A very small idea: skipping the arity satisfaction check 
Author Message
 A very small idea: skipping the arity satisfaction check

A very small but nice thought occurred to me when working on our compiler.

Background
~~~~~~~~~~
TIM-like evaluation models for functional languages often have two entry
points for each function:

        the "direct" entry, which is used when the caller is
        sure that it has supplied enough arguments to satisfy
        the function (its "arity"),

        the "slow" entry, which is used otherwise

The "slow" entry checks to see if there are enough arguments on the stack;
if not, it's time to perform an update [1].  

By "arity" I mean how many arguments a function needs before it can do any
work at all; or equivalently, how many lambdas its body is wrapped in.  Note
that a function's arity may be less than suggested by its type. For example

        f x = g where
                v = x*x
                g y = v+y

Here f has arity 1, but its type is (Int -> Int -> Int)

Obviously, one wants to use the direct entry as much as possible.  The
difficulty comes with imported functions: usually all one knows about
imported functions is their type.  The arity is unknown.

The usual solution (adopted by Lennart's LML/hbc compiler) is to add
annotations to the interface file for the imported module to indicate the
arity of the imported function as well as its type.  This is perfectly fine,
but it does mean cluttering the interface file a little, and a bit more
verbidge in the compiler to spit out and munch up the annotations.

The idea
~~~~~~~~
The Very Small Idea is this: you can get enough information from the type
to do almost everything you want.

Suppose you import a function f with type

        f :: t1 -> t2 -> Int

Then it certainly can't have arity more than 2!  So if you see f applied
to 2 arguments, you can use f's direct entry point.  (Of course, f might
have arity 1, so we could use f's direct entry point for applications of
f to only 1 argument.  Annotations would catch this, but inferring arity
constraints from types would not.)

Polymorphism
~~~~~~~~~~~~
At first it looks as if we can't use this idea unless the type at the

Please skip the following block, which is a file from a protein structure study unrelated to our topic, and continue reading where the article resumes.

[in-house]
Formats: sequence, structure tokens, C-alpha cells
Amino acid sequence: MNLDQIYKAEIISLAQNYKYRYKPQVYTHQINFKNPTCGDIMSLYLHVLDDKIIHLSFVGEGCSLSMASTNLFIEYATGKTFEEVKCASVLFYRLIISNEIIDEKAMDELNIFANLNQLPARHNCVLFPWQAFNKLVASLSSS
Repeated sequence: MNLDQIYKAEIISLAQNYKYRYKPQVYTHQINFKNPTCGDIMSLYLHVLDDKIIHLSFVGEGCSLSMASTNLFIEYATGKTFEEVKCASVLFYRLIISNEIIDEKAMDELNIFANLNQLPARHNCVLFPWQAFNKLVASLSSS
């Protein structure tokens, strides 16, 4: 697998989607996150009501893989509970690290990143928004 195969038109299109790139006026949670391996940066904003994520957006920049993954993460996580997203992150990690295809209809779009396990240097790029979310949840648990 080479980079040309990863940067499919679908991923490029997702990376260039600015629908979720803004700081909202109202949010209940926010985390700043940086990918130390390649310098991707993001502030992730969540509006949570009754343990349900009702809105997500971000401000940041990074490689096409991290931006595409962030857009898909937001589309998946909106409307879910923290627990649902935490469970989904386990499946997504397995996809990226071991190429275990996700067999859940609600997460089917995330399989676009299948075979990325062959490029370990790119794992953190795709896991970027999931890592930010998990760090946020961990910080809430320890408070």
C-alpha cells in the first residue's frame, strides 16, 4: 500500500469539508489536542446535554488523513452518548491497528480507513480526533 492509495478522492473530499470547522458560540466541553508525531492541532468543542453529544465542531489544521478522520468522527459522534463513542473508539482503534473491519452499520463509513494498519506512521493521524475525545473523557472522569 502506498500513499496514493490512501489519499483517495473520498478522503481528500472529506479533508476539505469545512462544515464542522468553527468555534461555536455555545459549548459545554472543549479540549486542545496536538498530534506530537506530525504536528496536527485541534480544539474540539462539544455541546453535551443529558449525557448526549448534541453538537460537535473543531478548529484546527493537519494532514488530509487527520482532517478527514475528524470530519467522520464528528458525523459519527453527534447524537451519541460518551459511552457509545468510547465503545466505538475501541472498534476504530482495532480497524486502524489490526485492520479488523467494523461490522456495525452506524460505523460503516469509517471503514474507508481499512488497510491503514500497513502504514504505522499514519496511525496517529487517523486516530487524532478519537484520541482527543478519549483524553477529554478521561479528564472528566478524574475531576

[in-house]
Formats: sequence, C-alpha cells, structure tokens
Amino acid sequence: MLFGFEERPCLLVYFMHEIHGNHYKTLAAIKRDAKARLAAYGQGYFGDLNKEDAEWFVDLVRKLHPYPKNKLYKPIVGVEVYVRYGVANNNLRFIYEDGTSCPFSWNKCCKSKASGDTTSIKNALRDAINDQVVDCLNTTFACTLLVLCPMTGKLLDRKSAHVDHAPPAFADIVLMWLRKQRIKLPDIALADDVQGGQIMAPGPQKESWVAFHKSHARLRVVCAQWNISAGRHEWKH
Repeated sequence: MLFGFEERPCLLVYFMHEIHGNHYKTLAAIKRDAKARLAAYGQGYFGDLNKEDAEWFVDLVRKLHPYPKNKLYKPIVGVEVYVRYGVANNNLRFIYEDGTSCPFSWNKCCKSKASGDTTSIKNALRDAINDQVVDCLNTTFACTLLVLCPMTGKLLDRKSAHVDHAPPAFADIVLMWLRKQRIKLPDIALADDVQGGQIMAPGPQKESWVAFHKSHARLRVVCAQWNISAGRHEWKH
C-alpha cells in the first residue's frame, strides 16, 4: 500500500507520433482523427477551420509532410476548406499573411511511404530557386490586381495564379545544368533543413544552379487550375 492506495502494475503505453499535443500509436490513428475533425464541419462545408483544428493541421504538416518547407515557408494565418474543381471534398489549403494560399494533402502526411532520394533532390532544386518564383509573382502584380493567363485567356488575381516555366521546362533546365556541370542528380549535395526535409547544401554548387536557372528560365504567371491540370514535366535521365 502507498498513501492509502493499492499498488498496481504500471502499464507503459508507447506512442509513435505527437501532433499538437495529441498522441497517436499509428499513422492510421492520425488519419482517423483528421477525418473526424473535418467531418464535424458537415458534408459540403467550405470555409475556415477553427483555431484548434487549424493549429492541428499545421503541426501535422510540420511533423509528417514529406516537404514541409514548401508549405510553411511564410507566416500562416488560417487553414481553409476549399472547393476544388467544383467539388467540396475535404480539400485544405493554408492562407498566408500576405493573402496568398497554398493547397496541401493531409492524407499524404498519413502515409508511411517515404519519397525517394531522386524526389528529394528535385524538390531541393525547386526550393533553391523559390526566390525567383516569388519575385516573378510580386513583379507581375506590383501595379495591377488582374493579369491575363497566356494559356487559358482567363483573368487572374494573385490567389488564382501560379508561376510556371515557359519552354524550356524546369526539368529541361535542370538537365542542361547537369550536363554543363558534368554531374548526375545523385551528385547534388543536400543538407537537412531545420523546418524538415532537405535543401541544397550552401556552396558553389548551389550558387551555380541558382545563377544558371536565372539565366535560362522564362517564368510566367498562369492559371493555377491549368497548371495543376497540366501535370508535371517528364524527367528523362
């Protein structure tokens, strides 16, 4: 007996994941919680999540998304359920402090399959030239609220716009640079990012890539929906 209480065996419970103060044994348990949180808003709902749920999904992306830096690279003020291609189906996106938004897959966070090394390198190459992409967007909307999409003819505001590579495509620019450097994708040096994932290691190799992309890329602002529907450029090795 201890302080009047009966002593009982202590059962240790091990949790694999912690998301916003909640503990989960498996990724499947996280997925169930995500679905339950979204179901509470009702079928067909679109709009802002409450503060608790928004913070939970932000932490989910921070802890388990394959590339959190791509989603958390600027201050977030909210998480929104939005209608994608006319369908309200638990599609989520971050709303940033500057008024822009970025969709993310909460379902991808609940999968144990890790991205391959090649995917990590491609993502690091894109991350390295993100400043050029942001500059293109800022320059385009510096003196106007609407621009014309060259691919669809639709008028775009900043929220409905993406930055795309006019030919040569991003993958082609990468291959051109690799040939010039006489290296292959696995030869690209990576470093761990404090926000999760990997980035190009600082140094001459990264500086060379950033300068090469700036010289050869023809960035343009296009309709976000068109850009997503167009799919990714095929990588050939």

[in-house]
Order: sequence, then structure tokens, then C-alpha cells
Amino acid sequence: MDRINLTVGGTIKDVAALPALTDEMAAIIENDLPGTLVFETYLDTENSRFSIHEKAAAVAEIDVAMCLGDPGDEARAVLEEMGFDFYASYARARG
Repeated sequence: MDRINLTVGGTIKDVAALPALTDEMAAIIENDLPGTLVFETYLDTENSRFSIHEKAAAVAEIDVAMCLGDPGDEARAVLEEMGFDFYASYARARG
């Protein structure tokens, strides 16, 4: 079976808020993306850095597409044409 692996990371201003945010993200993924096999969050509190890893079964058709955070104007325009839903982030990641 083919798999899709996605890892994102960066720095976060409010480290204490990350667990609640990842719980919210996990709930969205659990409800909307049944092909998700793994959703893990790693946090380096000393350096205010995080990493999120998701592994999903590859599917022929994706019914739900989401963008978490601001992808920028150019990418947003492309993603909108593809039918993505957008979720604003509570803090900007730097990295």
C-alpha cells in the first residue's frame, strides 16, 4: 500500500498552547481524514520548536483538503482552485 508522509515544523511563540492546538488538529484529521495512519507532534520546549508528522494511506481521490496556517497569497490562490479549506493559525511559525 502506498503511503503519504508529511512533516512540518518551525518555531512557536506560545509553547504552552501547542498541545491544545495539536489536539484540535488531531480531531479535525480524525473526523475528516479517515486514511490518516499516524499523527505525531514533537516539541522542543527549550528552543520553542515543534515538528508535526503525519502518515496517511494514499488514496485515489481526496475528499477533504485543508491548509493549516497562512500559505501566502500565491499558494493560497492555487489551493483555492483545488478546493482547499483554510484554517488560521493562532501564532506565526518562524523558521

right-hand end of all the arrows is a *data* type.  For example,

        g :: a -> (a -> b) -> b

Here, in a particular call to g, b could be instantiated to a function type.
Does this mean the the function g may have arity > 2?  No, it does not!
The real type of g is

        g :: Forall a,b. a -> (a->b) -> b

Since there is ONE piece of code which handles all g's polymorphic
instances, this code can't possibly have arity greater than 2!  So
we can still use g's direct entry for any applications of g to two or
more args.

In short, one can simply count arrows in (the top level of) the type
of imported functions to get an upper bound on their arity.

Notice that this only applies to polymorphic functions (all imported
ones are).  It does NOT apply to function-valued arguments.  For example:

        map f (x:xs) = f x : map f xs

Here, f has type (a->b), but we CANNOT assume that f has arity one or less
and thus use the direct entry for the call (f x), because it is not
polymorphic.  Counter example: the call (map (+ 3) xs).

Conclusion
~~~~~~~~~~
Evan Ireland implements a more extreme version of this in his compiler.
His system LEGISLATES that a function may have no greater arity than
that suggested by its type, even if its type is monomorphic.

This approach is not without its problems; you can lose (full) laziness.
I won't elaborate, because he can do so better than I.

I heard a rumour that someone at Manchester was working on something similar.

My only claim is that the scheme is simple, dead easy to implement, and I
believe it catches a lot of cases (that is, the annotation scheme will only
catch a few more cases, except in contrived programs).

I bet someone else has done this before.  But, apart from the work I mention
above, I havn't heard of it.

Simon

Notes
~~~~~
[1] The original idea is in Fairbairn & Wray's first TIM paper; it also
shows up in the Spineless Tagless G-machine, and in Evan Ireland's FAM
machine, I think.  It is described in detail in "Implementing functional
langauges: a tutorial", PJ & Lester, Prentice Hall 1992.



Sun, 01 Jan 1995 19:07:35 GMT  
 A very small idea: skipping the arity satisfaction check

Quote:

>A very small but nice thought occurred to me when working on our compiler.

>TIM-like evaluation models for functional languages often have two entry
>points for each function:

> [...]

>The Very Small Idea is this: you can get enough information from the type